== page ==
This crap about protecting and bringing democracy to the Iraqi people, though, is a bunch of after the fact BS. It's way down on the list of reasons we invaded in the first place. The last thing we need is to glorify the deaths of these people and potentially inspire others to meet the same fate.
posted by whittenb2 at 10:13 PM on April 19, 2005


Neologian, while photosnob was being snarky, I think his point is a good one. The thrust of the FPP seemed to be very explicitly that the "death of Marla has been largely ignored," in contrast with Tillman, and is part of a long line of MeFi posts arguing that the MSM ignores the real story and panders to, as the FPP puts it, "mainstream America." This continues the back-and-forth in which righty blogs argue that the media ignores the good news from Iraq, the lefty blogs argue that it ignores the sacrifices of people like Marla.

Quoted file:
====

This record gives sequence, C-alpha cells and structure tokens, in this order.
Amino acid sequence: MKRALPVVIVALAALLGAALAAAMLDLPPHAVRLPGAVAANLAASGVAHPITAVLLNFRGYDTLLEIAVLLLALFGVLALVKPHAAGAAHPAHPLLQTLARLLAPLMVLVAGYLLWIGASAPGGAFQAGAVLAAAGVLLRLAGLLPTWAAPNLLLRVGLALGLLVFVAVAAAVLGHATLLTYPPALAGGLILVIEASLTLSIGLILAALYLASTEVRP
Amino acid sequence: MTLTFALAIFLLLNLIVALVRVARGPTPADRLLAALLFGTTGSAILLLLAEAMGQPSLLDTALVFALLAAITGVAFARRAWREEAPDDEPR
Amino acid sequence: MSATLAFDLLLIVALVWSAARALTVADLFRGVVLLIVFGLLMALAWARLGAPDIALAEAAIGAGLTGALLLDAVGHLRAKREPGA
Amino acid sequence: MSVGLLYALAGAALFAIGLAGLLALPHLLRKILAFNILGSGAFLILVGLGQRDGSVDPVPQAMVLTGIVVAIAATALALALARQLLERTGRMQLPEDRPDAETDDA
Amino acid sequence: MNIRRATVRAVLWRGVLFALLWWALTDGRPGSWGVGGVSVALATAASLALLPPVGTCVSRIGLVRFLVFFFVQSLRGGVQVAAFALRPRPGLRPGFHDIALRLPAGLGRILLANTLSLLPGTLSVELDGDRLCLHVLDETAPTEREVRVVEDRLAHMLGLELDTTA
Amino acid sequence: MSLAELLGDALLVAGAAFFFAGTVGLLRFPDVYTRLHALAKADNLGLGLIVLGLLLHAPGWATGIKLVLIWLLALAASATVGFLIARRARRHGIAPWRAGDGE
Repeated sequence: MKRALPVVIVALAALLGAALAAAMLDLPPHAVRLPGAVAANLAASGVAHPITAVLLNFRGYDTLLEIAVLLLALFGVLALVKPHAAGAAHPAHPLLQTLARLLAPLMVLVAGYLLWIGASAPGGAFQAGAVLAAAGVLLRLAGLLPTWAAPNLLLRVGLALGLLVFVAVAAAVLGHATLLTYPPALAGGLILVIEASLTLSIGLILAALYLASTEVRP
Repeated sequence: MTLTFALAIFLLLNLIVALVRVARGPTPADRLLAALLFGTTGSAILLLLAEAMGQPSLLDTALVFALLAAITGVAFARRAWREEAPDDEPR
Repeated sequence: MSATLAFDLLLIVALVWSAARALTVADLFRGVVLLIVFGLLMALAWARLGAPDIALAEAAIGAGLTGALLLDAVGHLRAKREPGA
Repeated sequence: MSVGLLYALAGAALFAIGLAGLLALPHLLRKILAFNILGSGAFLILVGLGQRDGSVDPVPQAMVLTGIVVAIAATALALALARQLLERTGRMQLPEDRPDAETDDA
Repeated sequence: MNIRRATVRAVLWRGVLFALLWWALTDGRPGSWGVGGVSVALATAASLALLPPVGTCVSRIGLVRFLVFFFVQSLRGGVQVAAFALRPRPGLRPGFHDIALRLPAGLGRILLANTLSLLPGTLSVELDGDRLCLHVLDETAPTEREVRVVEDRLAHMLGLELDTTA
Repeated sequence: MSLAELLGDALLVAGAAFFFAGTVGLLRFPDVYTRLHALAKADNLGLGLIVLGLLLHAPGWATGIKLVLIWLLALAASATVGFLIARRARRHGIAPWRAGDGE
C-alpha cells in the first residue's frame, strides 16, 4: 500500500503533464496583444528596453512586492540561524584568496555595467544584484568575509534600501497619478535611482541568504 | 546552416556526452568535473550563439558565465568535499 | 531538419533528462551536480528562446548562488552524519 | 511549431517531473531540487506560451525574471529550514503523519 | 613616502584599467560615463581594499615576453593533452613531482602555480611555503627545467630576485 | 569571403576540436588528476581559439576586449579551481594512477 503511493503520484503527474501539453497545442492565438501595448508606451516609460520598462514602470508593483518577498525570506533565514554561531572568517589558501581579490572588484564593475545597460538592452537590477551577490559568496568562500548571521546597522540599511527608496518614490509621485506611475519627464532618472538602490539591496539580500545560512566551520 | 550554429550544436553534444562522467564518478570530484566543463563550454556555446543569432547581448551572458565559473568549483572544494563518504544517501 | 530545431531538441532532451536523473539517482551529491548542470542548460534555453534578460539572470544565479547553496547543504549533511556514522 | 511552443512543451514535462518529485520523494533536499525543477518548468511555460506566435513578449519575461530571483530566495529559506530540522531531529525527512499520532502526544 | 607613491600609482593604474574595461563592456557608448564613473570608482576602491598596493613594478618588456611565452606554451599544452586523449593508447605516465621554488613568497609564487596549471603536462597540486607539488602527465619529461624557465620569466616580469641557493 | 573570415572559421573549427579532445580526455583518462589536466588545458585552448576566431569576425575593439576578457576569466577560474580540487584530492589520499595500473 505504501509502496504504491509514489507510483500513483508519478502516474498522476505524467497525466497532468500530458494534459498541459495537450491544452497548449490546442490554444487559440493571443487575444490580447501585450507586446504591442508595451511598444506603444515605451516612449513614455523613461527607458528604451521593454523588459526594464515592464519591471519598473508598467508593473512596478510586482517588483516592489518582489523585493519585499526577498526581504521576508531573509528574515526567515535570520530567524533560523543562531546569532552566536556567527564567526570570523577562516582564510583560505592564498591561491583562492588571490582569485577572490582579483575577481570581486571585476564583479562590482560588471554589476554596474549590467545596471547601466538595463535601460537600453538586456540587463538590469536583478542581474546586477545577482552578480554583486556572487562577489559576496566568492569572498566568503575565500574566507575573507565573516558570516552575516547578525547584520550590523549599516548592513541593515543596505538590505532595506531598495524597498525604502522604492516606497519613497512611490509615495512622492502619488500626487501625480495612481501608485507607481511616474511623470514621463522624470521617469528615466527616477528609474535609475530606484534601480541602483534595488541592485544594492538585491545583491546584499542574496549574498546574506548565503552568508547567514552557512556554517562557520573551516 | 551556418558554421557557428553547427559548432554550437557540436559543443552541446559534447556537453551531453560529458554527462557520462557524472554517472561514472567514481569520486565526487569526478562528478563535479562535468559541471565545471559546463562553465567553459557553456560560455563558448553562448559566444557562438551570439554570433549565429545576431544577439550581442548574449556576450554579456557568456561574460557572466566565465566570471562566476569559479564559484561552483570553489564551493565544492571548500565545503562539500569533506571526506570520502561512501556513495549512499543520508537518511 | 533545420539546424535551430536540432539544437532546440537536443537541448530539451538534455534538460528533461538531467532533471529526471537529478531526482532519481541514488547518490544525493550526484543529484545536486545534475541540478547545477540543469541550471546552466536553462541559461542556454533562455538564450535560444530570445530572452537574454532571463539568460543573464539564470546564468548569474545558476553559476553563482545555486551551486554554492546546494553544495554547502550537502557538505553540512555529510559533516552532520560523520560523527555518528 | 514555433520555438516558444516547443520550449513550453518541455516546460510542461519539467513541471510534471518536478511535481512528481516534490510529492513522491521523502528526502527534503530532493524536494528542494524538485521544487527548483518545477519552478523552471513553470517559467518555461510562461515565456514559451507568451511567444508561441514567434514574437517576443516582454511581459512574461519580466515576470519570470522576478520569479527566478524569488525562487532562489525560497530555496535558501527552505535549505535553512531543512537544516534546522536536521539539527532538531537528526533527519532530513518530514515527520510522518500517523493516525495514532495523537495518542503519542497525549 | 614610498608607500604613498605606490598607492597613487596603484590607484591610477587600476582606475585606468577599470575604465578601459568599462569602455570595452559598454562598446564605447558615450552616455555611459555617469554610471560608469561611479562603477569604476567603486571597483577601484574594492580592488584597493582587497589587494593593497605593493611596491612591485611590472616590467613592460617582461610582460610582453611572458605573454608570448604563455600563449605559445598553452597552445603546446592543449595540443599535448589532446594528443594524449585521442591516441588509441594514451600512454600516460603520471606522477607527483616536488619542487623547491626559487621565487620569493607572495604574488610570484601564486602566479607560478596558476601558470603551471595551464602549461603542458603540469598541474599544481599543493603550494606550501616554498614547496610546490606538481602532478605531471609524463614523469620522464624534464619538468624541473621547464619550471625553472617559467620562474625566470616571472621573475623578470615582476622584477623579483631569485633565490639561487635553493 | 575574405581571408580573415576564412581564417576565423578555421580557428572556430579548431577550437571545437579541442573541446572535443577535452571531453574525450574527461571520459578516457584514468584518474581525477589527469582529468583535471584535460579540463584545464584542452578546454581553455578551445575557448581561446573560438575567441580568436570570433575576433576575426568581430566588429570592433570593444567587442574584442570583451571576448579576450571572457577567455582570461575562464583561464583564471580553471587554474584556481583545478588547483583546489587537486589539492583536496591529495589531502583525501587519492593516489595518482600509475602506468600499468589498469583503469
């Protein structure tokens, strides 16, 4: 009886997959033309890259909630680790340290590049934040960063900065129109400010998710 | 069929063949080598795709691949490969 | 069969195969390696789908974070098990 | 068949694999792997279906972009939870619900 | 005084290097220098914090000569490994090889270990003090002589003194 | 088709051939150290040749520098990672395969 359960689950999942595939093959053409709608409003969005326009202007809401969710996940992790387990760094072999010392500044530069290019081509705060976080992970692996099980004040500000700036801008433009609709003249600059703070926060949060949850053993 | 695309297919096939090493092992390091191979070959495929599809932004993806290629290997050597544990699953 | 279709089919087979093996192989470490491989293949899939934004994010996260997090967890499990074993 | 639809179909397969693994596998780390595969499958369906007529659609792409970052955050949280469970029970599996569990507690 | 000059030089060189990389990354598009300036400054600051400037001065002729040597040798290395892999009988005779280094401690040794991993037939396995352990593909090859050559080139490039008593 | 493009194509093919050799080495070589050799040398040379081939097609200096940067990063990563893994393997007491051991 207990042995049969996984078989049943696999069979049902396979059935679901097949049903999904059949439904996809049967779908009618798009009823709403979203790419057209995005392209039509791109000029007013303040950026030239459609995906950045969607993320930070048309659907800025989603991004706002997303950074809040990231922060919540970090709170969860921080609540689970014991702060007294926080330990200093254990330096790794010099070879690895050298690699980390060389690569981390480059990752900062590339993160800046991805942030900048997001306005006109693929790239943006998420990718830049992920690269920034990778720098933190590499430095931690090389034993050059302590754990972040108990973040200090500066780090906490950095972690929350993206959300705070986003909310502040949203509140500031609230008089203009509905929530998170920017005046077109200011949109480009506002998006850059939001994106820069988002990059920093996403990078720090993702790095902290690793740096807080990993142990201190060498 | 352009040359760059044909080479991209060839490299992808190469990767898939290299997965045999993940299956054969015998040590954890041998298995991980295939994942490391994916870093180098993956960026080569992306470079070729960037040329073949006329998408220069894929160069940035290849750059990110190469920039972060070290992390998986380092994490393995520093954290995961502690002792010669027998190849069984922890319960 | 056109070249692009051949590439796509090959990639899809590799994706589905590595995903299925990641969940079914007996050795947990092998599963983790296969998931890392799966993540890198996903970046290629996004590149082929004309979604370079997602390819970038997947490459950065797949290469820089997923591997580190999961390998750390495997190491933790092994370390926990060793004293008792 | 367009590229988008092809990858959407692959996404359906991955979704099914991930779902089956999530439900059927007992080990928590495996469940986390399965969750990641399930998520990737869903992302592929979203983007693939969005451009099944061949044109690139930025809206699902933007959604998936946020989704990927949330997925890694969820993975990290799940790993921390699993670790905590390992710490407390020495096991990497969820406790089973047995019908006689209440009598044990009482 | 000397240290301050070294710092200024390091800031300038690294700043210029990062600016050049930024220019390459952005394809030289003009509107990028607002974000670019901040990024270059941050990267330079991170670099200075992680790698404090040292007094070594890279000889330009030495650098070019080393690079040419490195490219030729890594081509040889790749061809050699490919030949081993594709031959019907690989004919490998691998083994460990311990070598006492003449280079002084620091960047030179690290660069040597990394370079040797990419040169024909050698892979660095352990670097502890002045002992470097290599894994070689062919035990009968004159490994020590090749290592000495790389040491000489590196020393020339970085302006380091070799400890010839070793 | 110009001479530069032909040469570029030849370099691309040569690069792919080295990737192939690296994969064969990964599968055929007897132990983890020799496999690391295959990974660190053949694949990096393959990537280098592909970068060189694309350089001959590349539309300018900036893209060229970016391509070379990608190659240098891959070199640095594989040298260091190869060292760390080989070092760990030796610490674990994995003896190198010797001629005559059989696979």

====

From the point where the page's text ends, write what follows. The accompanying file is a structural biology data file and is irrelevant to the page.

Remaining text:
In this case, however, the argument just doesn't hold water. Will Marla eventually be forgotten compared to Tillman? Possibly, especially since Tillman was an early casualty and already a celebrity, although it is way too early to tell. But even if she is, that doesn't remove the fact that this is an extremely intensely and deeply personally covered story in contrast to the FPP's argument (see the links above). It is always worth calling attention to people like Marla, but the implied anger and disgust in the FPP seems misplaced.
posted by blahblahblah at 11:00 PM on April 19, 2005


And here's a few heartfelt comments from the freeper community. "Friendly fire," yes. Very classy.
(via Digby)
posted by maryh at 12:26 AM on April 20, 2005


In my opinion there's no such thing as a "war hero."

Soldier gets drafted, goes to war and saves a small child from death. Would he/she be a war hero in your opinion? Or is your simplistic opinion too set in stone?

Well, both Ruzicka and Tillman were people guided by their conscience to actions that wound up killing them in a rather pontless conflict.

While a nice thought, Tillman would probably disagree with you, which is why he was there and you and I were not.

And here's a few heartfelt comments from the freeper community. "Friendly fire," yes. Very classy.

Oh please. I could give you examples from both sides that show neither shows class in many instances. Make sure you point that out the next time someone says reagan should burn in hell.